Proceedings: GI 2009

Mid-air text input techniques for very large wall displays

Garth Shoemaker, Leah Findlater, Jessica Dawson, Kellogg Booth

Proceedings of Graphics Interface 2009: Kelowna, British Columbia, Canada, 25 - 27 May 2009, 231-238

  • BibTex

    author = {Shoemaker, Garth and Findlater, Leah and Dawson, Jessica and Booth, Kellogg},
    title = {Mid-air text input techniques for very large wall displays},
    booktitle = {Proceedings of Graphics Interface 2009},
    series = {GI 2009},
    year = {2009},
    issn = {0713-5424},
    isbn = {978-1-56881-470-4},
    location = {Kelowna, British Columbia, Canada},
    pages = {231--238},
    numpages = {8},
    publisher = {Canadian Human-Computer Communications Society},
    address = {Toronto, Ontario, Canada},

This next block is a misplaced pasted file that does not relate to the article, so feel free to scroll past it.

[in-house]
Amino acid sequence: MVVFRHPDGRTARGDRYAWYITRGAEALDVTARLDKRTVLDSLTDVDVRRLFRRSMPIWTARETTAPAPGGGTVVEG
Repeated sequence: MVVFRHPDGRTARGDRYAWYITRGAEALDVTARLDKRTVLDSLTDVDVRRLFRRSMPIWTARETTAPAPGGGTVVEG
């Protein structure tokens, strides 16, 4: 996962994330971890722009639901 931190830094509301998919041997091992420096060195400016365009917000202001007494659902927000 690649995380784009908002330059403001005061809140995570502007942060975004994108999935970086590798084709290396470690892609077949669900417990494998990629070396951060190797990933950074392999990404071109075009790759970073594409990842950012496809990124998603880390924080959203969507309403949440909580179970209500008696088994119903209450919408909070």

keywords = {interaction techniques, text input, wall displays},


Traditional text input modalities, namely keyboards, are often not appropriate for use when standing in front of very large wall displays. Direct interaction techniques, such as handwriting, are better, but are not well suited to situations where users are not in close physical proximity to the display. We discuss the potential of mid-air interaction techniques for text input on very large wall displays, and introduce two factors, distance-dependence and visibility-dependence, which are useful for segmenting the design space of mid-air techniques. We then describe three techniques that were designed with the goal of exploring the design space, and present a comparative evaluation of those techniques. Questions raised by the evaluation were investigated further in a second evaluation focusing on distance-dependence. The two factors of distance- and visibility-dependence can guide the design of future text input techniques, and our results suggest that distance-independent techniques may be best for use with very large wall displays.